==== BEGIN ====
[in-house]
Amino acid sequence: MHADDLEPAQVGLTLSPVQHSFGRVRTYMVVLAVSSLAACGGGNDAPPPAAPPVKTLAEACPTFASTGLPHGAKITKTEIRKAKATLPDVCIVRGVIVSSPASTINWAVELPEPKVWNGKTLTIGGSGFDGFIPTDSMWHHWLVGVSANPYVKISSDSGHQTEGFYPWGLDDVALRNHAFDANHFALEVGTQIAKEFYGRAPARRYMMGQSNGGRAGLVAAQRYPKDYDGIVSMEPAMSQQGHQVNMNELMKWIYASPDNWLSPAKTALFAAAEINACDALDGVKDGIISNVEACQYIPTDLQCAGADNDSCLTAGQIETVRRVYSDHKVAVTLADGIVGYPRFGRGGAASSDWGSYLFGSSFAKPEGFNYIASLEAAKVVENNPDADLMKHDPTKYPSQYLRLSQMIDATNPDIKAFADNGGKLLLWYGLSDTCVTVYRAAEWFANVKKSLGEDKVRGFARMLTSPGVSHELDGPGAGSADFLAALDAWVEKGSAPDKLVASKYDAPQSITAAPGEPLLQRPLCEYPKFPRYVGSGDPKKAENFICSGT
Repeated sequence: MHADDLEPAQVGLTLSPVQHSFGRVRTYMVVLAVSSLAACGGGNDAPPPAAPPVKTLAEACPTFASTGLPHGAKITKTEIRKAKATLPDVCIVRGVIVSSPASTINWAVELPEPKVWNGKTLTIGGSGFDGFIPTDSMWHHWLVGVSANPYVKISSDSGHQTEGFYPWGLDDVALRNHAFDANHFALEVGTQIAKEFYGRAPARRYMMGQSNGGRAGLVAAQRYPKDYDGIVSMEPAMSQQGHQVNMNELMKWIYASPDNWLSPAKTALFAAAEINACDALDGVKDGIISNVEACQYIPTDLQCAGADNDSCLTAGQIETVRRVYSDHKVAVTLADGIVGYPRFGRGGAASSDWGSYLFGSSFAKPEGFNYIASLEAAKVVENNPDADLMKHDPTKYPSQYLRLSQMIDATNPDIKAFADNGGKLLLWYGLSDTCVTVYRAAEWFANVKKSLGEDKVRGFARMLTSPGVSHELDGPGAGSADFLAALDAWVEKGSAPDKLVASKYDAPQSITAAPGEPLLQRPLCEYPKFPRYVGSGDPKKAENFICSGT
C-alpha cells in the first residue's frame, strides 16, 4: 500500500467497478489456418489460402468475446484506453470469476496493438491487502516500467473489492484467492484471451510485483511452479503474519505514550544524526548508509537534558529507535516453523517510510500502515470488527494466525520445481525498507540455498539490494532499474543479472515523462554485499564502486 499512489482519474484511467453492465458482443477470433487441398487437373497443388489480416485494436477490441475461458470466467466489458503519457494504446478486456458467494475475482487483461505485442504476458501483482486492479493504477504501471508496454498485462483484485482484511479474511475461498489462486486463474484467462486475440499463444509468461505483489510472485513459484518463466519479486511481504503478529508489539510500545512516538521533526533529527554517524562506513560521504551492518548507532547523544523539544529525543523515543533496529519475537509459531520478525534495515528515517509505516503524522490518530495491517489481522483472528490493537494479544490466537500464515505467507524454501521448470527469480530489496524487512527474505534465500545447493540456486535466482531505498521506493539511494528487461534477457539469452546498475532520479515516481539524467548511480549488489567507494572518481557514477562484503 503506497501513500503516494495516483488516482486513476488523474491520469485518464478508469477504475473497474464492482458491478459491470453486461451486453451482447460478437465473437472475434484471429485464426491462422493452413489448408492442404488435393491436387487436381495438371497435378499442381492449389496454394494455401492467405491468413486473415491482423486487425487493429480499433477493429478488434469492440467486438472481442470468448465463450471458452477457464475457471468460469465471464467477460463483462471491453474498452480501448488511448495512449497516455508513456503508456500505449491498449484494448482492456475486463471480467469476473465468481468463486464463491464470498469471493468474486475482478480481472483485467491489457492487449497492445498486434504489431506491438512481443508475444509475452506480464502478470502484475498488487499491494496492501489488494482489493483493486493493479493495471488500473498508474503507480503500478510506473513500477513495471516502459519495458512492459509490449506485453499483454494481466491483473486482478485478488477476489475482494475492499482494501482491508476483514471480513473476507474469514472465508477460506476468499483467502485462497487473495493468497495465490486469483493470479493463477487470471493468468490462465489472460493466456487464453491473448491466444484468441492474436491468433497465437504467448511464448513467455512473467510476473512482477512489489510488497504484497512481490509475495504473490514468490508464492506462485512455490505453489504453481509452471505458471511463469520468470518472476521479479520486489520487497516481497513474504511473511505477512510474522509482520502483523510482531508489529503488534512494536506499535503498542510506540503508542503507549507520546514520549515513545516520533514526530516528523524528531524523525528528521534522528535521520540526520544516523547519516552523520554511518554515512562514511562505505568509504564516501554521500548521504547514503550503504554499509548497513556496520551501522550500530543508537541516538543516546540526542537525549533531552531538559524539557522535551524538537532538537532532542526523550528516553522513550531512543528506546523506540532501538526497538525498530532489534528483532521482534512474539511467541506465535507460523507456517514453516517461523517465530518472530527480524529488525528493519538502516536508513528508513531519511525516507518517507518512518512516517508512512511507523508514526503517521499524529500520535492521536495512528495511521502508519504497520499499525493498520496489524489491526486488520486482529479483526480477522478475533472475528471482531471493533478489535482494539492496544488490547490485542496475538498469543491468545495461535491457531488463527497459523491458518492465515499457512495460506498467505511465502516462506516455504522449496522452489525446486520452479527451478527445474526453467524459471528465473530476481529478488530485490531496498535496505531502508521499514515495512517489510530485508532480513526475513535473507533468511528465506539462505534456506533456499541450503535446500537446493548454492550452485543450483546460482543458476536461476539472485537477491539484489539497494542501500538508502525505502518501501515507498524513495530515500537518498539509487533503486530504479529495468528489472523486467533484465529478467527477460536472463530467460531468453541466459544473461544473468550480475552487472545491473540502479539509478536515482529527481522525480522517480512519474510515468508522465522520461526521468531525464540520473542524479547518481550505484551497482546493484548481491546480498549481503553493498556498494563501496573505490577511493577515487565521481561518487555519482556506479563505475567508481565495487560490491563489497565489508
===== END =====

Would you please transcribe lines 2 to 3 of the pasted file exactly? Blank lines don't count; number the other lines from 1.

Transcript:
Amino acid sequence: MHADDLEPAQVGLTLSPVQHSFGRVRTYMVVLAVSSLAACGGGNDAPPPAAPPVKTLAEACPTFASTGLPHGAKITKTEIRKAKATLPDVCIVRGVIVSSPASTINWAVELPEPKVWNGKTLTIGGSGFDGFIPTDSMWHHWLVGVSANPYVKISSDSGHQTEGFYPWGLDDVALRNHAFDANHFALEVGTQIAKEFYGRAPARRYMMGQSNGGRAGLVAAQRYPKDYDGIVSMEPAMSQQGHQVNMNELMKWIYASPDNWLSPAKTALFAAAEINACDALDGVKDGIISNVEACQYIPTDLQCAGADNDSCLTAGQIETVRRVYSDHKVAVTLADGIVGYPRFGRGGAASSDWGSYLFGSSFAKPEGFNYIASLEAAKVVENNPDADLMKHDPTKYPSQYLRLSQMIDATNPDIKAFADNGGKLLLWYGLSDTCVTVYRAAEWFANVKKSLGEDKVRGFARMLTSPGVSHELDGPGAGSADFLAALDAWVEKGSAPDKLVASKYDAPQSITAAPGEPLLQRPLCEYPKFPRYVGSGDPKKAENFICSGT
Repeated sequence: MHADDLEPAQVGLTLSPVQHSFGRVRTYMVVLAVSSLAACGGGNDAPPPAAPPVKTLAEACPTFASTGLPHGAKITKTEIRKAKATLPDVCIVRGVIVSSPASTINWAVELPEPKVWNGKTLTIGGSGFDGFIPTDSMWHHWLVGVSANPYVKISSDSGHQTEGFYPWGLDDVALRNHAFDANHFALEVGTQIAKEFYGRAPARRYMMGQSNGGRAGLVAAQRYPKDYDGIVSMEPAMSQQGHQVNMNELMKWIYASPDNWLSPAKTALFAAAEINACDALDGVKDGIISNVEACQYIPTDLQCAGADNDSCLTAGQIETVRRVYSDHKVAVTLADGIVGYPRFGRGGAASSDWGSYLFGSSFAKPEGFNYIASLEAAKVVENNPDADLMKHDPTKYPSQYLRLSQMIDATNPDIKAFADNGGKLLLWYGLSDTCVTVYRAAEWFANVKKSLGEDKVRGFARMLTSPGVSHELDGPGAGSADFLAALDAWVEKGSAPDKLVASKYDAPQSITAAPGEPLLQRPLCEYPKFPRYVGSGDPKKAENFICSGT